Many thousands of years ago, the first intelligent human beings discovered fire. Then tools. Before long they started herding animals and building civilizations, transitioning from roving bands of nomads into stable societies with centralized locations.
It's been pretty much downhill since then.
There are days when I have a lot of hope for the future, but I'm always brought back to earth by some inescapable facts. Back before The Fall, before the zombie plague wiped out everything humankind spent those thousands of years creating, I bought a smartphone. I used it to surf the web and whatnot, but I always came back to my clunky laptop to write and play games. Because of the simple limit of how small a screen my eyes could use for some tasks. Like gravity or electromagnetism, it was a simple fact that writing was easier and way more efficient on a large screen with a physical keyboard. Nothing the makers of my phone could do about that.
Similarly, there are some things about human nature that no amount of positive thinking or social structure can override. When your people are sick and dying, you'll do anything to save them. When your back is against that wall you don't think about the consequences to others. We're the only species on the planet that worries for the welfare of all, not just our immediate social group. It's when the immediate social group is facing an existential threat that the scope of your concern narrows to them.
It's about love and family, you see. Doing everything you can to save the folks who've been by your side each day, suffering as you have suffered and sharing in the hundred little joys. We are a strange bunch; violent at times yet equally compassionate before or after. Rarely we feel both at once, a deeply morose sense of dark necessity, heartbreaking, even as we commit to terrible acts.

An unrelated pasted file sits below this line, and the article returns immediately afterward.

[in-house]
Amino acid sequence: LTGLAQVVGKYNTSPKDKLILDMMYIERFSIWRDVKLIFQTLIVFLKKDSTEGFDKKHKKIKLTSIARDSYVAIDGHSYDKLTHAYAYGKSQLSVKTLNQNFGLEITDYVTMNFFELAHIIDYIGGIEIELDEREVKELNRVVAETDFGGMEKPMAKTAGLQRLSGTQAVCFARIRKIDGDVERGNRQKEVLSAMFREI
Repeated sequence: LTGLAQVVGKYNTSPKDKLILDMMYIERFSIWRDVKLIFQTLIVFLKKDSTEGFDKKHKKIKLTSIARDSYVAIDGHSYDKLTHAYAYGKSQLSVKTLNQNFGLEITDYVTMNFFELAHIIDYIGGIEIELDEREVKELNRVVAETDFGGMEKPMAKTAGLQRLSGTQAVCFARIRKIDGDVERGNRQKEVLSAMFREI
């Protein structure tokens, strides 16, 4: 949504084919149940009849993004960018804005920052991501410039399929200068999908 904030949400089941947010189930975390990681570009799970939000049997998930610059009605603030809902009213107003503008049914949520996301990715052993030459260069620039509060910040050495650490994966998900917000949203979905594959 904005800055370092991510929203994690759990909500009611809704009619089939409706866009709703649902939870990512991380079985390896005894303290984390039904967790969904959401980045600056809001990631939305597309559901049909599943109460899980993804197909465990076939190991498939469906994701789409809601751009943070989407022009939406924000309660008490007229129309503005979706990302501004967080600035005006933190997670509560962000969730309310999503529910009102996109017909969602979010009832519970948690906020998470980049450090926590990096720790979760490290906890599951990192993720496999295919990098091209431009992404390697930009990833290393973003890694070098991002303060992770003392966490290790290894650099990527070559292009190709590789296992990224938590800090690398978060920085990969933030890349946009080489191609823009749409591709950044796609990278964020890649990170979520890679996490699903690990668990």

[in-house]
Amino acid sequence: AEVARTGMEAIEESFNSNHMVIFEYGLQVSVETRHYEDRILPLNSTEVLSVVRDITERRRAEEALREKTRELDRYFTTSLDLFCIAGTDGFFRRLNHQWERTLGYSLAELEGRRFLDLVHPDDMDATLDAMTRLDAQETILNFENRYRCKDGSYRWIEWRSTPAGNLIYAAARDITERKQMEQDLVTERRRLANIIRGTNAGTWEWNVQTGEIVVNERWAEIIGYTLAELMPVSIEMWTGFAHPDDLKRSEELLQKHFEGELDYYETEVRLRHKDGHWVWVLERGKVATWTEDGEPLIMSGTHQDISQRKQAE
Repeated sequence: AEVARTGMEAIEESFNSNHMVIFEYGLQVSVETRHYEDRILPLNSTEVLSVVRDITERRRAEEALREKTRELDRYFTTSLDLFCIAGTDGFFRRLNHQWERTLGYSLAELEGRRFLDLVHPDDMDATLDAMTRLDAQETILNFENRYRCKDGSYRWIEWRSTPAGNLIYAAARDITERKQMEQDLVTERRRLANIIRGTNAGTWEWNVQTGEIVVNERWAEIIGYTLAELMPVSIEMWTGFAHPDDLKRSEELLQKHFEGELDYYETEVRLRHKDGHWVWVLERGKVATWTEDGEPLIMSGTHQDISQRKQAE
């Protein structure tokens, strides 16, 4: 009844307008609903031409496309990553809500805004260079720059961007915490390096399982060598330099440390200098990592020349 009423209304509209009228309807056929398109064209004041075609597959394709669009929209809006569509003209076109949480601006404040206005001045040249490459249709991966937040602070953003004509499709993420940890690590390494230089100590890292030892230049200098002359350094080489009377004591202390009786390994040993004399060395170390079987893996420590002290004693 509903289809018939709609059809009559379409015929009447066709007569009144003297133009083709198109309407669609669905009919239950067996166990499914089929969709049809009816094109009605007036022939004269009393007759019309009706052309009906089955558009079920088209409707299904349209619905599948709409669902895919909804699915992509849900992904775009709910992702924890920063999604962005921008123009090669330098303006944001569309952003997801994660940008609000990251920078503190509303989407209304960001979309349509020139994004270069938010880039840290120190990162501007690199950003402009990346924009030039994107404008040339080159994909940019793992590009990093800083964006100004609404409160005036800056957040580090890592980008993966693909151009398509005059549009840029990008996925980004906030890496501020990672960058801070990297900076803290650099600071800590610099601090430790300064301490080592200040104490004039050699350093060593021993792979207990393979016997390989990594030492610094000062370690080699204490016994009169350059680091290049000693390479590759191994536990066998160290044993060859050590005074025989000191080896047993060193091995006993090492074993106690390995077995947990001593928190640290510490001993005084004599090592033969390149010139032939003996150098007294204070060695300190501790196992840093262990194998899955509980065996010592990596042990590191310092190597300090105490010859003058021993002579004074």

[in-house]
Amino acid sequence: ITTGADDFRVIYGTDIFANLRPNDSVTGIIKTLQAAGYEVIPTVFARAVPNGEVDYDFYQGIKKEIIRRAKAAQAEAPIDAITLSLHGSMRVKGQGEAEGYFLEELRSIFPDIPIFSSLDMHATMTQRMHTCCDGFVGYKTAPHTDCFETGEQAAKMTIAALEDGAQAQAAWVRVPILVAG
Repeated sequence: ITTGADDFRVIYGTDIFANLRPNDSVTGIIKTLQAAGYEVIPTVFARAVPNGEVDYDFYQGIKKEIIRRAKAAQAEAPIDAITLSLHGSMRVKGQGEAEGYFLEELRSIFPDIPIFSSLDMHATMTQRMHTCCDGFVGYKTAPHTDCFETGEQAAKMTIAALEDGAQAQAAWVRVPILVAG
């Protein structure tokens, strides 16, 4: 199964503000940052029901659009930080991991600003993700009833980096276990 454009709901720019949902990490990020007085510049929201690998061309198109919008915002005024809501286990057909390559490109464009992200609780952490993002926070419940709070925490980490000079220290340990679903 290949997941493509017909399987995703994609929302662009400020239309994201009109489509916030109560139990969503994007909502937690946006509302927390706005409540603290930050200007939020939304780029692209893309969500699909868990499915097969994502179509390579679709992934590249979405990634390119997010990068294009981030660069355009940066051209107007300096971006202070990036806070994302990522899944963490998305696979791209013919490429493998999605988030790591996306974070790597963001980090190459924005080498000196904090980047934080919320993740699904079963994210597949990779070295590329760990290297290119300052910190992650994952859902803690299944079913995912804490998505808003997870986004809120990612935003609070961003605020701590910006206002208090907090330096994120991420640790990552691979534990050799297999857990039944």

Sorry I'm taking so long to get to the point, but I don't want to type the words that are on my mind. It's stupid, I know, but the part of me that's still a scared and hopeful kid feels like not putting it out there for everyone to read somehow keeps it from being real.
About half the Louisville people that came here, which was more than three-fourths of their total population, are dead. We killed them. There wasn't much choice.
They released our captive scouts and fighters. I guess the assumption was that once they were exposed to the disease, our boys and girls would try to come back home. And that we would let them. Neither of those things happened. A lot of people seem to forget it, but we aren't stupid. All the people that went out to intercept the Louisville people were volunteers who agreed that if exposed they would stay out of New Haven for sixty days. We even set up supply caches for them just in case.
When the captives were let go, they scattered. Half-mad with disease and exhaustion, the Louisville people moved toward New Haven. The able-bodied helped the ill, brought the trucks within fifty yards when they hit the spike strips out in the grass.
They came out of the trucks, some of them walking, others crawling. Our defenders only killed a few of them. Those became zombies quickly, and as slow as the ill were moving they couldn't escape. One after another they died in a morbid domino effect.
It took nearly half of them dying to convince the rest to run. We burned the dead after killing the zombies that rose. In this case I saw "we" in the correct sense. I was there. I fired shots. I helped clean up.
I wept most of that time. They weren't bad people, nor are those who retreated. They were and are scared and desperate. Blame can be placed if you like, but I can't find fault on either side. Just tragedy.
Violence and tragedy. That's the way things go.